May 26, 2013

Book Review: “Lady Justice and the Cruise Ship Murders”

Robert Thornhill at Soapy's grave

hat if Soapy Smith hid the poke of gold his men stole from Klondike miner, John Douglas Stewart? What if it was never recovered after Soapy was killed and no one but one poet gang member knew where it was hidden? What if a modern day researcher figured out where the gold was hidden and wanted to see that Stewart's descendants were the ones to uncover it? Stewart's approximately 159 ounces of gold would be worth about $221,437.71 today, which is enough for many unscrupulous humans to consider robbing and even murder to obtain that gold.

Lady Justice and the Cruise Ship Murders by Robert Thornhill is Episode #11 of the Lady Justice series, an ongoing collection of comedy/mystery stories spawned in the creative mind of the author.

There you have the fast-paced, nail-biting, action-packed mystery that will interest Soapy Smith fans and "have you on the edge of your seat one minute and laughing out loud the next." An easy read, with interweaving story lines that do not confuse the reader or interrupt the story. Mystery, comedy, Alaskan history and explanatory photographs.

Book cover

A couple, Ox and Judy, are on a honeymoon cruise with tag-along friends, Walt and Maggie, when two other passengers are murdered. The murders are linked to a the secret meeting between John Stewart's descendants and an author who believes he knows where the gold is hidden. The Stewarts' were the intended murder victims but a change of their room aboard the ship saved their lives. Once the crooks realized they murdered the wrong couple the race was on to murder the right couple before they reached Skagway, Alaska and the gold. The Stewarts' with the help of their new found friends, who thankfully are peace officers, spend the rest of the cruise eluding the modern day thieves intent on possessing the gold at any cost.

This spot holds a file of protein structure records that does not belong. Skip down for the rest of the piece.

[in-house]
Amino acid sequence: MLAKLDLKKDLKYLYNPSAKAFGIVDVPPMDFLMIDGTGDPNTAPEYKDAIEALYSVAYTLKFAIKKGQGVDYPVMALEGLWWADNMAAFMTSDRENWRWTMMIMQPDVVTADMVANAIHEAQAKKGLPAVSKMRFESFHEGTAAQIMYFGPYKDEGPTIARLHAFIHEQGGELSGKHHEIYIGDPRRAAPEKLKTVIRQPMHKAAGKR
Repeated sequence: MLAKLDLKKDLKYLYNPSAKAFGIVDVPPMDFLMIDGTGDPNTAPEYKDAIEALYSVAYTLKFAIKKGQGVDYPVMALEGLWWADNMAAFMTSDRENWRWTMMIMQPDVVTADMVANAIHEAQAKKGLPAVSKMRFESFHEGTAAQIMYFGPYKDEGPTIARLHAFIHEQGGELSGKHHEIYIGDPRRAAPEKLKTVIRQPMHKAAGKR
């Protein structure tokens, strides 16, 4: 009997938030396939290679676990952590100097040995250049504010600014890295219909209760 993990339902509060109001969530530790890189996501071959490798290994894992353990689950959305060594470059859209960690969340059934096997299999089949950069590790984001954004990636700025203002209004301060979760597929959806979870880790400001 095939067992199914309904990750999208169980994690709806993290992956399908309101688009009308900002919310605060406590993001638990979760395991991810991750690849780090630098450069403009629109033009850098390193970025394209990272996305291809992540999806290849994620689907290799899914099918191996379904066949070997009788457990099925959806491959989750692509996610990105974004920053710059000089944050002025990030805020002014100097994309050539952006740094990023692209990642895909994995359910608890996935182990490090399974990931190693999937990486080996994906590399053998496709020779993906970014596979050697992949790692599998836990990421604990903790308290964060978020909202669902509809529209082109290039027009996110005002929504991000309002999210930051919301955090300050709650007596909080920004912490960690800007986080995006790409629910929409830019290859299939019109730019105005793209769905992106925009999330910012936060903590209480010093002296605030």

I own a signed copy that now resides proudly along with Soapy Smith collection of books.

Lady Justice and the Cruise Ship Murders
Number of pages: 240
Publish date: October 18, 2012
Publisher: Createspace
ISBN: 1480130559 (ISBN13: 9781480130555)

"Thou shall not kill…without a good alibi."
— Keith C. Cobb, Exceptions to the Rules.

MAY 26

1647: A law bans Catholic priests from the colony of Massachusetts.
1736: The British and Chickasaw Indians defeat the French at the Battle of Ackia.
1835: A resolution is passed in Congress stating that they have no authority over state slavery laws.
1836: The House of Representatives adopt what has been called the “gag rule.”
1853: Famed gunman John Wesley Hardin is born in Bonham, Texas.
1863: Miners led by Bill Fairweather discover gold in Alder Gulch, Idaho Territory, later renamed Virginia City.
1864: Montana Territory is created from a part of Idaho Territory.
1865: Arrangements are made in New Orleans for the surrender of Confederate forces west of the Mississippi.
1868: President Andrew Johnson is acquitted, by one vote, of all charges in his impeachment trial.
1874: While celebrating his 21st birthday, John Wesley Hardin shoots and kills Comanche County Deputy Sheriff Charles Webb in Comanche, Texas. Inside a saloon Webb aimed his gun at Hardin but Bud Dixon, shouted a warning to Hardin who turned about and fired his own gun. Webb wounded Hardin in the side, before receiving a bullet to the head.
1883: Soapy purchases a street vendors license in Nebraska City, Nebraska to sell his prize package soap.
1888: Recently discharged doorman of the U.S. House of Representatives and the man who shot John Wilkes Booth, Boston Corbett, escapes from the insane asylum in Topeka, Kansas, where he has resided for the last 15 months.
1893: Bill Doolin and his outlaw gang rob a train near Cimarron, Kansas.
1896: The Dow Jones Industrial Average appears for the first time in the Wall Street Journal.
1900: Harvey Logan, and Will Carver, of the outlaw Wild Bunch gang, ambush and kill Sheriff Jesse Tyler and cattleman Sam Jenkins 40 miles from Thompson Springs, Utah.

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